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Old 12-30-2006, 02:18 PM   #1
toaster.waffle
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Registered: Feb 2005
Location: Ontario, Canada
Distribution: Gentoo
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What kernel-based virtual machine (KVM) means for gaming?


I'm excited to hear about virtual machine technology being integrated into kernel 2.6.20.

Does this mean that I can boot into a Windows image within linux to play my favourite Windows-based games? I assume that speed won't be as fast as native, but pretty close. Is this correct?

My experience with virtualization is limited, I've only played with QEmu which is not a virtual machine, but an emulator. QEmu didn't allow me to install any drivers, so I never tested if 3D stuff worked.

Any other helpful info would be also appreciated.

Thanks!
 
Old 12-30-2006, 10:38 PM   #2
FnordPerfect
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That sure would be amazing, but I doubt it.

I only heard of kvm a few days ago, but as far as I understand, kvm and qemu share a lot of code and functionality.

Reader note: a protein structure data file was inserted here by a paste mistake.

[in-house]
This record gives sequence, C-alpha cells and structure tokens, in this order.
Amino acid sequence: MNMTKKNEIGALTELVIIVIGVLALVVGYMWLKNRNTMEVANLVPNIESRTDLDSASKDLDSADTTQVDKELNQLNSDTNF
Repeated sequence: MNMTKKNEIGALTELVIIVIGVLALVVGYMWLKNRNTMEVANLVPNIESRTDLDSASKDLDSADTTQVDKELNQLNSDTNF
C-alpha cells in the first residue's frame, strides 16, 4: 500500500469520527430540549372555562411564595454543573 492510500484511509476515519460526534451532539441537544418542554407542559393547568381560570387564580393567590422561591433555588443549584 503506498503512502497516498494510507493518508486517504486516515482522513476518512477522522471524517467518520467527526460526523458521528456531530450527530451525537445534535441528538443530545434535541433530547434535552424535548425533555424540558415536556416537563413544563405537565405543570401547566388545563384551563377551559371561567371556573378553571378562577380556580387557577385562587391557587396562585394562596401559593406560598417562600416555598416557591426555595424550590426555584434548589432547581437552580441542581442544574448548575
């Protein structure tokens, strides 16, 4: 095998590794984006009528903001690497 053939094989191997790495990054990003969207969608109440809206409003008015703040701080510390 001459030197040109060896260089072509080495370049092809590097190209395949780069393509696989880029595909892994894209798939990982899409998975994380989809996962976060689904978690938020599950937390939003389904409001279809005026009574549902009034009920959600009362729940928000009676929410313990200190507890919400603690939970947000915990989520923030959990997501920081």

When talking about virtualization, it is mainly the cpu that is being virtualized, and everything cpu-related is executed with nearly-native speed inside the guest OS when being virtualized.
qemu, when run on x86 architecture with the kqemu kernel module, can also achieve near-native execution speed.
But this is only one part that is needed for running games.
I don't know how kvm virtualizes other hardware, but as far as qemu goes, it *emulates* a few pieces of hardware, e.g. a Sound Blaster 16 and a an old Cirrus graphic board and network interface cards.
I managed without problems to install Windows98 with qemu and play some very old Windows games; I am talking about DirectX 3 stuff here. I don't think accelerated 3D graphics will be possible.

However, I maybe wrong, and I would be glad to be corrected on this issue.

Bye
fabian
 
Old 12-30-2006, 10:51 PM   #3
toaster.waffle
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While waiting for a reply, I looked to see if my processor supported AMD-V. (I have a socket-939 Athlon 64 3700+)

From what I could find it has to be socket AM2 (according to Xen's site). If anyone could correct me if I'm wrong, that'd be great news.

Certainly I will try when this stuff gets more mature (ie, when Gentoo offers .20) I just wonder if that generic video card will run at the speeds that the driver for the hardware that the virtualization is running on will allow...

Nevertheless,
 
  


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